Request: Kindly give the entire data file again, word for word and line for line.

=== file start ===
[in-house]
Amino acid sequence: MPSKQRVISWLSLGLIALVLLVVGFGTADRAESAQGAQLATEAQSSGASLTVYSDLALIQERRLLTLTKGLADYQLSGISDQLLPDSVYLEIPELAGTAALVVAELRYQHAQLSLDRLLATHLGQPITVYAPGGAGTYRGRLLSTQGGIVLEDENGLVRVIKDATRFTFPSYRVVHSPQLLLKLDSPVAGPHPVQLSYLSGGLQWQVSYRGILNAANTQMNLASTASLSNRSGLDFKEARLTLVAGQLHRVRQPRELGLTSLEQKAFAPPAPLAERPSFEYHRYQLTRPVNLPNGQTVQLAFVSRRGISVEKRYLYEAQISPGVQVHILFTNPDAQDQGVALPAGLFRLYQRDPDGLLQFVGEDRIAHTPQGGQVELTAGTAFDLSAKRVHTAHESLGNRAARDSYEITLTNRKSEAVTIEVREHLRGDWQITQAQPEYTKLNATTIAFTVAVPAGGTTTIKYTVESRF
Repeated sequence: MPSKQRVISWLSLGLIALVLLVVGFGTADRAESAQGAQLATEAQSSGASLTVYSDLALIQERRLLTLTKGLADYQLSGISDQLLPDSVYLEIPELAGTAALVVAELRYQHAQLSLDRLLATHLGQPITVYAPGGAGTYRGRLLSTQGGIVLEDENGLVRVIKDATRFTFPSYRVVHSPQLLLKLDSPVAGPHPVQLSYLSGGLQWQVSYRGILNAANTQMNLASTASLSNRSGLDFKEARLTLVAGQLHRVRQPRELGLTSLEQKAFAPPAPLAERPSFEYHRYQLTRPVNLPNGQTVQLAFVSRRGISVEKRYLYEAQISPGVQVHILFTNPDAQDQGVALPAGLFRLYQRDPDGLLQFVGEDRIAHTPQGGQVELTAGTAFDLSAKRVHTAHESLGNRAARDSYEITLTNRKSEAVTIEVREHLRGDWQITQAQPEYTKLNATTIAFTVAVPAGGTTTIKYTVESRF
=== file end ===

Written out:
[in-house]
Amino acid sequence: MPSKQRVISWLSLGLIALVLLVVGFGTADRAESAQGAQLATEAQSSGASLTVYSDLALIQERRLLTLTKGLADYQLSGISDQLLPDSVYLEIPELAGTAALVVAELRYQHAQLSLDRLLATHLGQPITVYAPGGAGTYRGRLLSTQGGIVLEDENGLVRVIKDATRFTFPSYRVVHSPQLLLKLDSPVAGPHPVQLSYLSGGLQWQVSYRGILNAANTQMNLASTASLSNRSGLDFKEARLTLVAGQLHRVRQPRELGLTSLEQKAFAPPAPLAERPSFEYHRYQLTRPVNLPNGQTVQLAFVSRRGISVEKRYLYEAQISPGVQVHILFTNPDAQDQGVALPAGLFRLYQRDPDGLLQFVGEDRIAHTPQGGQVELTAGTAFDLSAKRVHTAHESLGNRAARDSYEITLTNRKSEAVTIEVREHLRGDWQITQAQPEYTKLNATTIAFTVAVPAGGTTTIKYTVESRF
Repeated sequence: MPSKQRVISWLSLGLIALVLLVVGFGTADRAESAQGAQLATEAQSSGASLTVYSDLALIQERRLLTLTKGLADYQLSGISDQLLPDSVYLEIPELAGTAALVVAELRYQHAQLSLDRLLATHLGQPITVYAPGGAGTYRGRLLSTQGGIVLEDENGLVRVIKDATRFTFPSYRVVHSPQLLLKLDSPVAGPHPVQLSYLSGGLQWQVSYRGILNAANTQMNLASTASLSNRSGLDFKEARLTLVAGQLHRVRQPRELGLTSLEQKAFAPPAPLAERPSFEYHRYQLTRPVNLPNGQTVQLAFVSRRGISVEKRYLYEAQISPGVQVHILFTNPDAQDQGVALPAGLFRLYQRDPDGLLQFVGEDRIAHTPQGGQVELTAGTAFDLSAKRVHTAHESLGNRAARDSYEITLTNRKSEAVTIEVREHLRGDWQITQAQPEYTKLNATTIAFTVAVPAGGTTTIKYTVESRF